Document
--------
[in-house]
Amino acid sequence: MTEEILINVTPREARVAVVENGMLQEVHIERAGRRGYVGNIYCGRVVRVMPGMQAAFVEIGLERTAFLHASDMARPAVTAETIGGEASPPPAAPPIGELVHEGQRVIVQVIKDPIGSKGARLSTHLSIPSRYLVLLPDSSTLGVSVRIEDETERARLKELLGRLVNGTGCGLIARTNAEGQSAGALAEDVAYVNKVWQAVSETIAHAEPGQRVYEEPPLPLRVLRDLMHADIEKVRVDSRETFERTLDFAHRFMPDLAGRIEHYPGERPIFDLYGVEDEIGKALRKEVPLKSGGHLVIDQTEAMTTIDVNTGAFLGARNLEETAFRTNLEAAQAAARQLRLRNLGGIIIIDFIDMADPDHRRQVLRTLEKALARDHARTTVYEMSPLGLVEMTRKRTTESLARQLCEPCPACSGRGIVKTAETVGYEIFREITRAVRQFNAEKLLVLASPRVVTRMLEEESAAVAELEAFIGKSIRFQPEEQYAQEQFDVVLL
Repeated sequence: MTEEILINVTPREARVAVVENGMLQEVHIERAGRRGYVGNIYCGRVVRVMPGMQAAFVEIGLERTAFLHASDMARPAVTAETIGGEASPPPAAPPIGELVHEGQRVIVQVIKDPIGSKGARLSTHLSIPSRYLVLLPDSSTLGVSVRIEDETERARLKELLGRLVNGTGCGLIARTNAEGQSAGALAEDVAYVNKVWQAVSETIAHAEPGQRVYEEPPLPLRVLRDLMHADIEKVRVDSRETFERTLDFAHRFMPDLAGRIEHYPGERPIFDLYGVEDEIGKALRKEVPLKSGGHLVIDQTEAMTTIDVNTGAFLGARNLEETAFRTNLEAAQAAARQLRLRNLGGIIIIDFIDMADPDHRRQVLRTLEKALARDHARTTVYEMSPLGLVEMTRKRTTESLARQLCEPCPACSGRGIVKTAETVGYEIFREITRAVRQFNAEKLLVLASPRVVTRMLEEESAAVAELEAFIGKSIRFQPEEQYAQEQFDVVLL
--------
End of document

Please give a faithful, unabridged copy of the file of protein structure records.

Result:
[in-house]
Amino acid sequence: MTEEILINVTPREARVAVVENGMLQEVHIERAGRRGYVGNIYCGRVVRVMPGMQAAFVEIGLERTAFLHASDMARPAVTAETIGGEASPPPAAPPIGELVHEGQRVIVQVIKDPIGSKGARLSTHLSIPSRYLVLLPDSSTLGVSVRIEDETERARLKELLGRLVNGTGCGLIARTNAEGQSAGALAEDVAYVNKVWQAVSETIAHAEPGQRVYEEPPLPLRVLRDLMHADIEKVRVDSRETFERTLDFAHRFMPDLAGRIEHYPGERPIFDLYGVEDEIGKALRKEVPLKSGGHLVIDQTEAMTTIDVNTGAFLGARNLEETAFRTNLEAAQAAARQLRLRNLGGIIIIDFIDMADPDHRRQVLRTLEKALARDHARTTVYEMSPLGLVEMTRKRTTESLARQLCEPCPACSGRGIVKTAETVGYEIFREITRAVRQFNAEKLLVLASPRVVTRMLEEESAAVAELEAFIGKSIRFQPEEQYAQEQFDVVLL
Repeated sequence: MTEEILINVTPREARVAVVENGMLQEVHIERAGRRGYVGNIYCGRVVRVMPGMQAAFVEIGLERTAFLHASDMARPAVTAETIGGEASPPPAAPPIGELVHEGQRVIVQVIKDPIGSKGARLSTHLSIPSRYLVLLPDSSTLGVSVRIEDETERARLKELLGRLVNGTGCGLIARTNAEGQSAGALAEDVAYVNKVWQAVSETIAHAEPGQRVYEEPPLPLRVLRDLMHADIEKVRVDSRETFERTLDFAHRFMPDLAGRIEHYPGERPIFDLYGVEDEIGKALRKEVPLKSGGHLVIDQTEAMTTIDVNTGAFLGARNLEETAFRTNLEAAQAAARQLRLRNLGGIIIIDFIDMADPDHRRQVLRTLEKALARDHARTTVYEMSPLGLVEMTRKRTTESLARQLCEPCPACSGRGIVKTAETVGYEIFREITRAVRQFNAEKLLVLASPRVVTRMLEEESAAVAELEAFIGKSIRFQPEEQYAQEQFDVVLL